In-depth features in National Geographic magazine and online have covered complex and controversial topics such as genetically modified crops; hunger, malnutrition, and obesity in America, the richest country on Earth; and the conflict between large-scale agriculture and subsistence farmers in Africa. The six-part miniseries Eat: The Story of Food aired on the National Geographic Channel in November 2014; it examined how humanity’s appetite has altered—and continues to alter—the Earth.

The Future of Food initiative would not be possible without the generous support of The Rockefeller Foundation, The 1772 Foundation, The Christensen Fund, and GRACE Communications Foundation.

We Reveal Our Human Story

Our scientists, explorers, and storytellers examine where we came from, how we live today, and where we may find ourselves tomorrow.

Picture of Paul Salopek leading his mule past the Karakus royal tomb in Turkey

Pulitzer-prize winning author Paul Salopek is on a seven-year journey to retrace the path of early humans. While walking in Turkey, Paul Salopek leads his mule past the first-century B.C. Karakuş royal tomb.

Photograph by John Stanmeyer

A Walk Around the World

Map of Paul Salopek's planned route for his Out of Eden project

In the second year of the Out of Eden Walk, Paul Salopek’s route meanders through one of the largest forced migrations in the world: almost 12 million people displaced in the Middle East by the four-year-long civil war in Syria, which has spilled over into Iraq.


National Geographic Fellow and Pulitzer Prize-winning writer Paul Salopek is now in the third year of his unprecedented seven-year adventure on an epic 21,000-mile journey that retraces the path of early human migration, beginning at the birthplace of humanity in Ethiopia and ending at Tierra del Fuego, at the tip of South America. The Out of Eden Walk links the age-old tradition of the walking storyteller with digital tools and emerging multimedia technologies to share the stories of ordinary people, who are usually unseen behind the headlines.

In 2014, Paul Salopek’s route took him through Turkey, where he and photographer John Stanmeyer witnessed one of the largest forced dislocations in modern history, as tens of thousands of Syrian refugees flowed across the border into Turkey. A March 2015 National Geographic article by Salopek explored what this displacement has meant for the men, women, and children who now find themselves destitute wanderers.

A generous grant from Knight Foundation will help National Geographic develop innovative tools for deeper digital engagement with Salopek’s avid online followers. This support is expanding the “digital campfire” to create a dynamic, integrated online experience that brings Salopek and the people he encounters on his walk together with curious online audiences around the globe.

We Protect Critical Species

We are committed to protecting the extraordinary and diverse creatures that share our world.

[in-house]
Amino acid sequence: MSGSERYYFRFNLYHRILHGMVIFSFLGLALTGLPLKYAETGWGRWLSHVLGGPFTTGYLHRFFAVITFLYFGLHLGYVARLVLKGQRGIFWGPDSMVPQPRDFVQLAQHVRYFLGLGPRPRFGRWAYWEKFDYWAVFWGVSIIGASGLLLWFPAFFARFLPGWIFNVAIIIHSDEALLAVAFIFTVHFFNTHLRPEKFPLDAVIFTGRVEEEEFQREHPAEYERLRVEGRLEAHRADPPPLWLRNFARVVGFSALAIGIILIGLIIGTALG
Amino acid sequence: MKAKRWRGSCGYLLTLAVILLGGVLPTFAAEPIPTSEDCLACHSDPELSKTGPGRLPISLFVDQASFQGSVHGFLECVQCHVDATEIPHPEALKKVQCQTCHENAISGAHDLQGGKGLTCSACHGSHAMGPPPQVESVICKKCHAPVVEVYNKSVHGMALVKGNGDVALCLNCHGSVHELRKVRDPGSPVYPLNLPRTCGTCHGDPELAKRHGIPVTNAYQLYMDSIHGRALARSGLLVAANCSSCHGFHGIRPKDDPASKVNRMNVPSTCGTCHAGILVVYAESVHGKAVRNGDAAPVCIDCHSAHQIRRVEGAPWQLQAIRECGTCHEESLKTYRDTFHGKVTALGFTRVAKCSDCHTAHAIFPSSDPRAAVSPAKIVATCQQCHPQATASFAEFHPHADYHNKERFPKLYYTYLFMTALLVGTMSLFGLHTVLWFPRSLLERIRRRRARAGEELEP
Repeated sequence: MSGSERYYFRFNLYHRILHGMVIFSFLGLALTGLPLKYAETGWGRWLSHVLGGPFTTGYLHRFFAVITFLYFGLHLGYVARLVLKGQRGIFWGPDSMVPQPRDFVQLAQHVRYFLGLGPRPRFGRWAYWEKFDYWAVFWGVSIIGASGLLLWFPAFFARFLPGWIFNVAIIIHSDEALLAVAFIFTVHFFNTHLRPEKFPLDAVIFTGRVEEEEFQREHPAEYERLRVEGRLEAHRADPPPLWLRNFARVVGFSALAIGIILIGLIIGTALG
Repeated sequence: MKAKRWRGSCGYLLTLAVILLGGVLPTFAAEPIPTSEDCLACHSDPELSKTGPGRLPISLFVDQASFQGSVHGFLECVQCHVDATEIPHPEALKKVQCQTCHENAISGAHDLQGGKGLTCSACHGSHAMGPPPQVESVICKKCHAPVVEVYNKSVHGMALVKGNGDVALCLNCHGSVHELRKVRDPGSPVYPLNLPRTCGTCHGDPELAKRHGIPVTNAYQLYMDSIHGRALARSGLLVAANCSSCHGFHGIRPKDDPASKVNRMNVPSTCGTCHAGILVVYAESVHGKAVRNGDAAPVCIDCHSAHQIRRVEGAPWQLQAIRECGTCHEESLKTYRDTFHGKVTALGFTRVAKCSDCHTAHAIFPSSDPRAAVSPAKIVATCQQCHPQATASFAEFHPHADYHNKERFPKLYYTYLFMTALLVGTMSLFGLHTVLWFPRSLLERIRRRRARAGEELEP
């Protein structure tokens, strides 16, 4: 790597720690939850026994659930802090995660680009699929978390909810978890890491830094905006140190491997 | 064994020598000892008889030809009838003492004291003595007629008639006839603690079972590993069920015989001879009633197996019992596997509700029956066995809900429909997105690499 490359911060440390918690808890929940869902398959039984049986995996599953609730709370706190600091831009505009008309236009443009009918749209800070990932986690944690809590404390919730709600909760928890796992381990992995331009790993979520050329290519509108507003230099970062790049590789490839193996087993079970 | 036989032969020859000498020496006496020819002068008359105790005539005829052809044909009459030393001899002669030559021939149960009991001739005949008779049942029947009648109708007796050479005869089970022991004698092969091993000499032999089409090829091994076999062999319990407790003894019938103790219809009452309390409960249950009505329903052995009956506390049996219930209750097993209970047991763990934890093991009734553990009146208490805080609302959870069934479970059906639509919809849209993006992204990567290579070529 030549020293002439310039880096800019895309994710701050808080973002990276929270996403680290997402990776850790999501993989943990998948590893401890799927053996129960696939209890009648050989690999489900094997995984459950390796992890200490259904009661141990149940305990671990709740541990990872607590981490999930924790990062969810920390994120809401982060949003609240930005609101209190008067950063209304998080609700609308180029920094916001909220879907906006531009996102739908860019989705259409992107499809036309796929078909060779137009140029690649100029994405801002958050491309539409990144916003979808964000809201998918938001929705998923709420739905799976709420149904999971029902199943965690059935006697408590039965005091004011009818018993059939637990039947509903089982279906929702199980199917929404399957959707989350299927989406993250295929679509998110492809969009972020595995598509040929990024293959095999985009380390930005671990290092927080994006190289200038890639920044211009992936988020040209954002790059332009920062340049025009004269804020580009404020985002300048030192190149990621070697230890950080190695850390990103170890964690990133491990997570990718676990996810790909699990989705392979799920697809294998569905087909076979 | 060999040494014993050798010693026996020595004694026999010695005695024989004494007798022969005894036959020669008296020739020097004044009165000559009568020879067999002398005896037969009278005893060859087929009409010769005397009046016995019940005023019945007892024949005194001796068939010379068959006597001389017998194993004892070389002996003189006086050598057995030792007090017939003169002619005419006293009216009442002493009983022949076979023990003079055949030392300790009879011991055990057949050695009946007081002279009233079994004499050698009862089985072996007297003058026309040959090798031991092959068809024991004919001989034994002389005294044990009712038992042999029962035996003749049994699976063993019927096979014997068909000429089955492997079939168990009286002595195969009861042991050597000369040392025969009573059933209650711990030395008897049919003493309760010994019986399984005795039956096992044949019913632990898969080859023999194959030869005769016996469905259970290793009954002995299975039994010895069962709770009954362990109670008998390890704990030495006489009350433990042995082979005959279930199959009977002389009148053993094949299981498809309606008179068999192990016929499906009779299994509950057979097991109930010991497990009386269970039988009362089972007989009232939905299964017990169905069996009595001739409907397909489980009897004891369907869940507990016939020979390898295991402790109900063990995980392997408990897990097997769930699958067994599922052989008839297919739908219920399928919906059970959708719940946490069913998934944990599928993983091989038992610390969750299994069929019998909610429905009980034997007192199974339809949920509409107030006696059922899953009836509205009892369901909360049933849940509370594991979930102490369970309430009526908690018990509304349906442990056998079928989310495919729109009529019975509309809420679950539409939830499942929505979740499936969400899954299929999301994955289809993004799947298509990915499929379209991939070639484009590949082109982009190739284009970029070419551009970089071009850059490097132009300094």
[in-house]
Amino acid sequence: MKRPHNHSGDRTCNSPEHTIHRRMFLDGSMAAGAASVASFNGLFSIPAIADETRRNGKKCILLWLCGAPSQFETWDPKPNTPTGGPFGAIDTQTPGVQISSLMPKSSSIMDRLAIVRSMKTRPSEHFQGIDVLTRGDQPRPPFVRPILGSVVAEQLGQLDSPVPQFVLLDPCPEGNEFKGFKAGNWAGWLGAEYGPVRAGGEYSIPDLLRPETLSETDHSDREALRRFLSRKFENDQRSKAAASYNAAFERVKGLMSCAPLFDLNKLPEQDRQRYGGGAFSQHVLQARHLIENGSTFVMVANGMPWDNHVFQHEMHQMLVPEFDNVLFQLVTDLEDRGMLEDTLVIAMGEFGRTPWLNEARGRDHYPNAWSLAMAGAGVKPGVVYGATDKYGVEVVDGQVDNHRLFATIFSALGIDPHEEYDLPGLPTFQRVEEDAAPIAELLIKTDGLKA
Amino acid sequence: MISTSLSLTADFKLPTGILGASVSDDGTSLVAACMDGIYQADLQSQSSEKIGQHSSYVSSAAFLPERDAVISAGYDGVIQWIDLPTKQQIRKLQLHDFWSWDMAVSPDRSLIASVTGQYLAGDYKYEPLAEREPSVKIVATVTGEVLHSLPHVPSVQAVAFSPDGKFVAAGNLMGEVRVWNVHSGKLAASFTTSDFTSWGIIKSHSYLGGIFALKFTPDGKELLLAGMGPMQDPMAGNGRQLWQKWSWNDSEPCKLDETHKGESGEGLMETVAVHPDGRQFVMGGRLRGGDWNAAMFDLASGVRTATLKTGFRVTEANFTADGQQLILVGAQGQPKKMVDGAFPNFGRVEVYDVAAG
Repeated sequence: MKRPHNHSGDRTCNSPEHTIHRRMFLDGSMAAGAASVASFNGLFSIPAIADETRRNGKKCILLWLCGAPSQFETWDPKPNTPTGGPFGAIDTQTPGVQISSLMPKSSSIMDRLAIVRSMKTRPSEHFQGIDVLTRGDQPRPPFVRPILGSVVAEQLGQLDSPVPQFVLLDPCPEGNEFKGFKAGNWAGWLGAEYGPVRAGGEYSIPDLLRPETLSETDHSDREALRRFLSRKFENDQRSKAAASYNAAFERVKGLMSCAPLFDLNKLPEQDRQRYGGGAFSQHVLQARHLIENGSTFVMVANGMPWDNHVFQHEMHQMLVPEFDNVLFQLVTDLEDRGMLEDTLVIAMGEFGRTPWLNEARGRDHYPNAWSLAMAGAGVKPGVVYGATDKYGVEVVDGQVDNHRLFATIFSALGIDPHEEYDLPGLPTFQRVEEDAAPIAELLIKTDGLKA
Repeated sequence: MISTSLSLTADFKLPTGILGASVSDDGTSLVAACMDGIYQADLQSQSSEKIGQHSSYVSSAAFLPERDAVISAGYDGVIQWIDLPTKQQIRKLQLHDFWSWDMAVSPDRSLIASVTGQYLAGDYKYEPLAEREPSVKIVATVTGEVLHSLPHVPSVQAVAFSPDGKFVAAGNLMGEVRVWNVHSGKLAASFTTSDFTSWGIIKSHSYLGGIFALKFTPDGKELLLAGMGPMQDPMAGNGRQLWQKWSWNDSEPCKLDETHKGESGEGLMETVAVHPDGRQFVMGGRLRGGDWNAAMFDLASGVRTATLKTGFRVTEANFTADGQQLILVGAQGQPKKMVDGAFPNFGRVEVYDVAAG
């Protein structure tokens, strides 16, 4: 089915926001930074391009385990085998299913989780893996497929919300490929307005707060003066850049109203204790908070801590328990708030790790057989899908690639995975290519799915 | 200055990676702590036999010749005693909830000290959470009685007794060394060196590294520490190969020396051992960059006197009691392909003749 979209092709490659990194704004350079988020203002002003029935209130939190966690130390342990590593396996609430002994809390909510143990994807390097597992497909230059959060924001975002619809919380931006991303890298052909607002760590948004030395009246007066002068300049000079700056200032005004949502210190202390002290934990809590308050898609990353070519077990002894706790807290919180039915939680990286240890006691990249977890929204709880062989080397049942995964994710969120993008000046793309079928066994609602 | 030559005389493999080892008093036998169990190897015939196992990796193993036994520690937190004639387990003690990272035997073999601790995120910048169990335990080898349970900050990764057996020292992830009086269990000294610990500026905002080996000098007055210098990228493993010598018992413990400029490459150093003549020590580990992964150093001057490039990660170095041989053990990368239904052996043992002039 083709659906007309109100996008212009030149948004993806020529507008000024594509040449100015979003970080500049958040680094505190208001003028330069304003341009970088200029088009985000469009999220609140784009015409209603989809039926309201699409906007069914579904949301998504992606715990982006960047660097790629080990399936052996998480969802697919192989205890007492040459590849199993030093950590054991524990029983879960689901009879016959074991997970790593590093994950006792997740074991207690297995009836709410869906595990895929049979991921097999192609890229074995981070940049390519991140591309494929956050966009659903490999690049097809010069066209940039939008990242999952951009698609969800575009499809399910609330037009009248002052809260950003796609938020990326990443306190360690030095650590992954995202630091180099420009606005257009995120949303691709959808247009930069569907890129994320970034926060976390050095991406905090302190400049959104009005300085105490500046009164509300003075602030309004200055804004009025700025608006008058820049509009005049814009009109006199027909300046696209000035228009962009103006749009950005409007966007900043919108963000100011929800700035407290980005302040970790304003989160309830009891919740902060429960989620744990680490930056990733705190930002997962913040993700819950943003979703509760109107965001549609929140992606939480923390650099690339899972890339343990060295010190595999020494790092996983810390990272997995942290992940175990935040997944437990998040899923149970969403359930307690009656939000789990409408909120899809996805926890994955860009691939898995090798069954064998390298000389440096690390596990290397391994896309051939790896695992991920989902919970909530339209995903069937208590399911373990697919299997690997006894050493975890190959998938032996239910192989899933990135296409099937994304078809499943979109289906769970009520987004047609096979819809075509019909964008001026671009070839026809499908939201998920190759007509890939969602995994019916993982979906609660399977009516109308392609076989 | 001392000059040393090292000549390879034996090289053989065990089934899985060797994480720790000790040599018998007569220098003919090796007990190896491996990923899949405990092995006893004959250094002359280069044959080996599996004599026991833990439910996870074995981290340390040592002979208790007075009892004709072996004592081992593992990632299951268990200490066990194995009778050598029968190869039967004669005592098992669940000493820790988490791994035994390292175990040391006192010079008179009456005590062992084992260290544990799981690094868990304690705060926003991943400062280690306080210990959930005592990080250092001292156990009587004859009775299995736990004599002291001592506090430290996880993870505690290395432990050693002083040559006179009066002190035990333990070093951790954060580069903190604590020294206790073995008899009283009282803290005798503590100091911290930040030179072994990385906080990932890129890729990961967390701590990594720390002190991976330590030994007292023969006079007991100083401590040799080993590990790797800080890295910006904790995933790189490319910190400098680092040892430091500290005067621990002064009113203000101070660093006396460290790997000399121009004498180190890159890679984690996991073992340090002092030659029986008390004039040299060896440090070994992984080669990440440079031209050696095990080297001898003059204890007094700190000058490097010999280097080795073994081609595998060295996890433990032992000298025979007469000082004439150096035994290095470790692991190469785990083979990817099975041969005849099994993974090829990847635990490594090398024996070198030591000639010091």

Camera trap photo of a jaguar in Ecuador's Yasuni National Park

Photographer Steve Winter captured this photo of a jaguar using a camera trap in Ecuador’s Yasuní National Park. In 2014, we approved 18 grants to support big cat conservation work around the world.

Photograph by Steve Winter

Over the past five years 40,000 individuals have supported National Geographic’s work to help communities around the world understand, protect, and live with big cats. Our Big Cats Initiative invests in on-the-ground conservation programs that will have the greatest impact on the dire situation facing big cats. Since 2010, BCI has supported 73 conservation projects in 25 countries. In 2014 alone, we made 18 grants to help protect big cats, including our first grants to support jaguar conservation in Belize and Guyana.

Illustration of a lion

Helping Big Cats Flourish

The Big Cats Initiative has supported more than 70 conservation projects to help protect lions, cheetahs, tigers, leopards, snow leopards, clouded leopards, and jaguars.

Alvaro Valiño

BCI grantees work with communities to understand and combat threats to big cats through community-based efforts like creating anti-poaching and snare patrols and providing medical treatment for snared animals. Our grantees are also developing outreach and education programs that help people understand and appreciate big cats as an important part of the ecosystem. They develop and promote sustainable management practices that serve both communities and cats.

BCI’s Build a Boma program allows donors to directly support the communities that live with big cats by helping them build and improve bomas, traditional livestock corrals that serve as a barrier between herds and big cats. Sturdy bomas keep livestock safe from attack by big cats, just as they keep big cats safe from retaliatory killings by the herders who depend on livestock for income. Build a Boma helped construct 262 new bomas in Kenya and Tanzania in 2014. The enclosures protect more than 50 lions a year in a region that is critical for their long-term survival.

Our work wouldn’t be possible without your support. Thank you.

Your donations support hundreds of research and discovery projects around the world. See how your investment is having an impact.

Photographs at top by Joel Sartore (elephants) and Steve Winter (tiger)